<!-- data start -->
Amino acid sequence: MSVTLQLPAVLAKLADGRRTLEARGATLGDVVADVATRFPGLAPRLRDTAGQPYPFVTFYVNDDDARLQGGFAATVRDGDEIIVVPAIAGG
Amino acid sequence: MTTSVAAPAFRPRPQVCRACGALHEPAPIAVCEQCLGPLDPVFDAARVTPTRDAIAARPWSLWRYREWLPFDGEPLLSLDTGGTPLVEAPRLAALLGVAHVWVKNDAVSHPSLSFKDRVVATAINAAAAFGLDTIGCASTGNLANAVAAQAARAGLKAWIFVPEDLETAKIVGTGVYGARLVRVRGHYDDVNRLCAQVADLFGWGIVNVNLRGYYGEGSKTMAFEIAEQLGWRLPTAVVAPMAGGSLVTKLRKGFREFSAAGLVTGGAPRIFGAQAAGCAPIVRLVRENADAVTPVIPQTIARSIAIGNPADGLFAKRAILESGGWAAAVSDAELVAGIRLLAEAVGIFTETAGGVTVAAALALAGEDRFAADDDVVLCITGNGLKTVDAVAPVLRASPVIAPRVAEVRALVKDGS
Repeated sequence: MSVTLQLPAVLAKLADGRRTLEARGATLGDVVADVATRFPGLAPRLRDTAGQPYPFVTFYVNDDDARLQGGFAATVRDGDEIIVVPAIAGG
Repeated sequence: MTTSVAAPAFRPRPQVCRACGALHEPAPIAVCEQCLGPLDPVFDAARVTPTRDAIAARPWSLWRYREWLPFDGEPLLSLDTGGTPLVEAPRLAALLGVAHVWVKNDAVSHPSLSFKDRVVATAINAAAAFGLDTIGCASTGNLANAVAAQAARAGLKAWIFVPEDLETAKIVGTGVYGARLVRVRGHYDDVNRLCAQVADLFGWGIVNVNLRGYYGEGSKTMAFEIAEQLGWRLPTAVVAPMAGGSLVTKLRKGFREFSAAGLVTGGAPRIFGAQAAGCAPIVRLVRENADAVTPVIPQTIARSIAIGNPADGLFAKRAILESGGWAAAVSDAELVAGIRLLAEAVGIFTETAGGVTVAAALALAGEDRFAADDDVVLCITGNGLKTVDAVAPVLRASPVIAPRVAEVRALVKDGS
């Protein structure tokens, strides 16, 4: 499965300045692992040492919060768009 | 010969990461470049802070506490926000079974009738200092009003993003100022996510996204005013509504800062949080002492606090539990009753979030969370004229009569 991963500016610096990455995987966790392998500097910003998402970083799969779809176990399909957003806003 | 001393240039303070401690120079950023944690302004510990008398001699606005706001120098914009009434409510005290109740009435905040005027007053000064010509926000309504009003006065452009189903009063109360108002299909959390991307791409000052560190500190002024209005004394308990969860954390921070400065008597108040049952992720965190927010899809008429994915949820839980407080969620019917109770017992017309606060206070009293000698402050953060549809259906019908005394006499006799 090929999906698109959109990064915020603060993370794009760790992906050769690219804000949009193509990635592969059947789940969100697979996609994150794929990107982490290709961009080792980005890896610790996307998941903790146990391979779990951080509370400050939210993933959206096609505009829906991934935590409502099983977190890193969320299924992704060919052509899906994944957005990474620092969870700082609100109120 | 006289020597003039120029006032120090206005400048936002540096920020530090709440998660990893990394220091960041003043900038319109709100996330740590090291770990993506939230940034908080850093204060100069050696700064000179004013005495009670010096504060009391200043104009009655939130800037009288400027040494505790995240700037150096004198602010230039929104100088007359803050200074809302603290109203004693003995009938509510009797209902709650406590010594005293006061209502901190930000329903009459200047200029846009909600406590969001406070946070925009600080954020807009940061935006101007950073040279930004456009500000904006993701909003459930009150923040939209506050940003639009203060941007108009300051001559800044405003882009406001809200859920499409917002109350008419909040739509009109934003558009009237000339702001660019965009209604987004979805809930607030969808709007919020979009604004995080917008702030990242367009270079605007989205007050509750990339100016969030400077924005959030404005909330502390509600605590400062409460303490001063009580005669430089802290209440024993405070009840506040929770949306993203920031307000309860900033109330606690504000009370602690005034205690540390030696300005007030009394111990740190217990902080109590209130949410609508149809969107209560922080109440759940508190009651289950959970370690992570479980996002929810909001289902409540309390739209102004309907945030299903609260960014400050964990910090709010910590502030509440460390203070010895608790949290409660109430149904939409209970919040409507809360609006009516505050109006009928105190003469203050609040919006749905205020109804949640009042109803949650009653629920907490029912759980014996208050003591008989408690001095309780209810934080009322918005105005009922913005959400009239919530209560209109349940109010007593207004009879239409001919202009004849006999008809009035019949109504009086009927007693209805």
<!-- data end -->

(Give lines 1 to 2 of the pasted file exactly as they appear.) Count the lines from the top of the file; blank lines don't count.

Amino acid sequence: MSVTLQLPAVLAKLADGRRTLEARGATLGDVVADVATRFPGLAPRLRDTAGQPYPFVTFYVNDDDARLQGGFAATVRDGDEIIVVPAIAGG
Amino acid sequence: MTTSVAAPAFRPRPQVCRACGALHEPAPIAVCEQCLGPLDPVFDAARVTPTRDAIAARPWSLWRYREWLPFDGEPLLSLDTGGTPLVEAPRLAALLGVAHVWVKNDAVSHPSLSFKDRVVATAINAAAAFGLDTIGCASTGNLANAVAAQAARAGLKAWIFVPEDLETAKIVGTGVYGARLVRVRGHYDDVNRLCAQVADLFGWGIVNVNLRGYYGEGSKTMAFEIAEQLGWRLPTAVVAPMAGGSLVTKLRKGFREFSAAGLVTGGAPRIFGAQAAGCAPIVRLVRENADAVTPVIPQTIARSIAIGNPADGLFAKRAILESGGWAAAVSDAELVAGIRLLAEAVGIFTETAGGVTVAAALALAGEDRFAADDDVVLCITGNGLKTVDAVAPVLRASPVIAPRVAEVRALVKDGS